News

Trump Fires FBI Director

The surprise move comes days after James Comey testified before the U.S. Senate

May 10, 2017
BAO DANDAN—XINHUA/GETTY IMAGES

FBI Director James Comey testified before the U.S. Senate on Capitol Hill in Washington D.C., on May 3. Comey defended his decision to announce a new investigation into Hillary Clinton's emails while staying quiet on the Trump-Russia one prior to the 2016 U.S. elections.

President Donald Trump has fired Federal Bureau of Investigation (FBI) Director James Comey, the White House said in a statement Tuesday evening. The FBI is a government organization in charge of investigating federal crimes.

"Today President Donald J. Trump informed FBI Director James Comey that he has been terminated and removed from office," press secretary Sean Spicer said in a statement. The decision was based on recommendations from the top officials in the Justice Department, Attorney General Jeff Sessions, and deputy attorney general Rod Rosenstein.

"It is essential that we find new leadership for the FBI that restores public trust and confidence in its vital law enforcement mission," President Trump wrote in a letter to Comey.

Senator Lindsey Graham, a Republican from South Carolina, reacts to questions on the firing of FBI Director James Comey by President Trump on Capitol Hill in Washington, early Wednesday, May 10.

J. SCOTT APPLEWHITE—AP
Senator Lindsey Graham, a Republican from South Carolina, reacts to questions on the firing of FBI Director James Comey by President Trump on Capitol Hill in Washington, early Wednesday, May 10.

A Controversial Decision

Although press secretary Spicer insisted that plans to fire Comey had not been in the works for a long time, the decision was controversial. Both Democrats and Republicans questioned the political motives behind the decision, particularly as it related to the Russia investigation. Comey testified in March that the FBI was investigating possible ties between associates of the Trump campaign and Russia during the 2016 election.

After the announcement, calls for an independent prosecutor into the investigation immediately increased, mostly from Democrats, but also from some Republicans. Democratic Senator Chuck Schumer spoke in favor of a special investigation, saying he thought that attorney general Sessions and deputy attorney general Rosenstein should answer questions from the Senate about the decision to fire Comey. Republican Senator Mitch McConnell disagreed with this idea, saying it would “impede the current work being done.”

Trump's decision means that the bureau is conducting that investigation without a permanent head. Andrew McCabe is the former deputy director of the agency. He will take Comey's place for the time being. The White House said a search for a new director will begin "immediately." Trump now has the ability to choose whom he will appoint in Comey’s place.

Senator Chuck Schumer, a Democrat from New York, holds a news conference on May 9 at the U.S. Capitol following the firing of FBI Director James Comey by President Trump. Schumer said that Deputy Attorney General Rod Rosenstein must now appoint a special prosecutor to investigate the possible ties between the Trump campaign and Russia.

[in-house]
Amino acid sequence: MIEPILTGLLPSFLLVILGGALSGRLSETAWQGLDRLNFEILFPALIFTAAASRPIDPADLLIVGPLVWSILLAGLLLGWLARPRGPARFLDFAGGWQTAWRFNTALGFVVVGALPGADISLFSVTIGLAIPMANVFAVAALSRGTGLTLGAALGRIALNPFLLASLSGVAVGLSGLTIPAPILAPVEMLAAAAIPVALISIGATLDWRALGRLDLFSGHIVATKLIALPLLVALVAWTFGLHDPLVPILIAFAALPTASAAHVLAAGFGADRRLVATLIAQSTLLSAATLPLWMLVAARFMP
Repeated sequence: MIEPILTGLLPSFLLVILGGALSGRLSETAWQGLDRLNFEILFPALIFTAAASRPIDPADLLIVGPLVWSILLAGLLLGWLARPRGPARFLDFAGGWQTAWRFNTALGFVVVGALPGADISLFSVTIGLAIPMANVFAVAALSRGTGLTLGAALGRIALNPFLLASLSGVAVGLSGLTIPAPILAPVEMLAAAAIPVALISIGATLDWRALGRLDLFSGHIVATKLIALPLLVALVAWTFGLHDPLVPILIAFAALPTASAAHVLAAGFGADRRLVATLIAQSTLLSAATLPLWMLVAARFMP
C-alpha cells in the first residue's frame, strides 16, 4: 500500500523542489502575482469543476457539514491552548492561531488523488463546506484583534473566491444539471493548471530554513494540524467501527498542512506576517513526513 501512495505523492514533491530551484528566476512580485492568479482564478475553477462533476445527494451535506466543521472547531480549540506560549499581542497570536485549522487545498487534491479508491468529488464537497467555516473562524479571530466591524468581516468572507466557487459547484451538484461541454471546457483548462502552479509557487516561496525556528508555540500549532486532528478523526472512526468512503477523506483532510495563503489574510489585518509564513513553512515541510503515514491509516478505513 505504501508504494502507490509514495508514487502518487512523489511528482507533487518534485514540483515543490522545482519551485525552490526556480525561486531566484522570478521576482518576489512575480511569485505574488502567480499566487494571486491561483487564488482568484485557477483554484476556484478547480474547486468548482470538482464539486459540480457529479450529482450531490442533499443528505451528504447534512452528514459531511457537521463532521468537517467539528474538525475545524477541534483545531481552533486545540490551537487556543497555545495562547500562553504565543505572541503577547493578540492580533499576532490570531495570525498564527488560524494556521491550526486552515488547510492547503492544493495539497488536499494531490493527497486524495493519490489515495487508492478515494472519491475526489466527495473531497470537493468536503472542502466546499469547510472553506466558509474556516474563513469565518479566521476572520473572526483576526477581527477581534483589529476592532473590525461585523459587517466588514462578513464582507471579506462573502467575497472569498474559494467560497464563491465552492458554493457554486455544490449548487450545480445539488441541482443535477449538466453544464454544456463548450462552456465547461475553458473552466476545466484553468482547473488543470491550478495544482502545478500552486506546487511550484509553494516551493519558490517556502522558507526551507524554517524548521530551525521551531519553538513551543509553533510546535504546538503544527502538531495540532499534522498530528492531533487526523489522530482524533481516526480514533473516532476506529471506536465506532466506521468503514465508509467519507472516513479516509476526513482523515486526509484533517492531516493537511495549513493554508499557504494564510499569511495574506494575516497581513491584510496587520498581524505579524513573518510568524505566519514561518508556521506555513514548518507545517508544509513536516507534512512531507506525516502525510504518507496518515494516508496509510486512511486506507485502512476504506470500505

CHIP SOMODEVILLA—GETTY IMAGES
Senator Chuck Schumer, a Democrat from New York, holds a news conference on May 9 at the U.S. Capitol following the firing of FBI Director James Comey by President Trump. Schumer said that Deputy Attorney General Rod Rosenstein must now appoint a special prosecutor to investigate the possible ties between the Trump campaign and Russia.

Explanations for the Change

Comey received much attention during the 2016 presidential race. In July of that year, he announced that then-presidential candidate Hillary Clinton would not be charged with any crimes for her use of a private email server to conduct business when she served as secretary of state. Then, just 11 days before the election, he sent a letter to Congress stating that the FBI had found more of Clinton’s emails. An investigation into those emails later revealed no new information about the case. But critics claim his letter had already influenced the election.

The recommendation by deputy attorney general Rosenstein to fire Comey centered on Comey's decision not to charge Clinton for her use of a private email server. "I cannot defend the Director's handling of the conclusion of the investigation of Secretary Clinton's emails, and I do not understand his refusal to accept the nearly universal judgement that he was mistaken," Rosenstein wrote Tuesday.

At most, Rosenstein argued, Comey should have said the FBI completed its investigation and handed it over to federal prosecutors.

The announcement of Comey’s firing came shortly after the FBI acknowledged that he had misspoken during his testimony last week. Comey had said that Clinton aide Huma Abedin forwarded thousands of emails to her husband, former Congressman Anthony Weiner. The FBI sent a letter explaining that most of the emails were backed up on Weiner’s computer, not forwarded by Abedin.

"There were thousands of Secretary Clinton' s emails on that device, including what they thought might be the missing emails from her first three months as Secretary of State," Comey said last Wednesday. "If there was evidence she was acting of bad intent, that's where it would be."

With reporting from Zeke J. Miller


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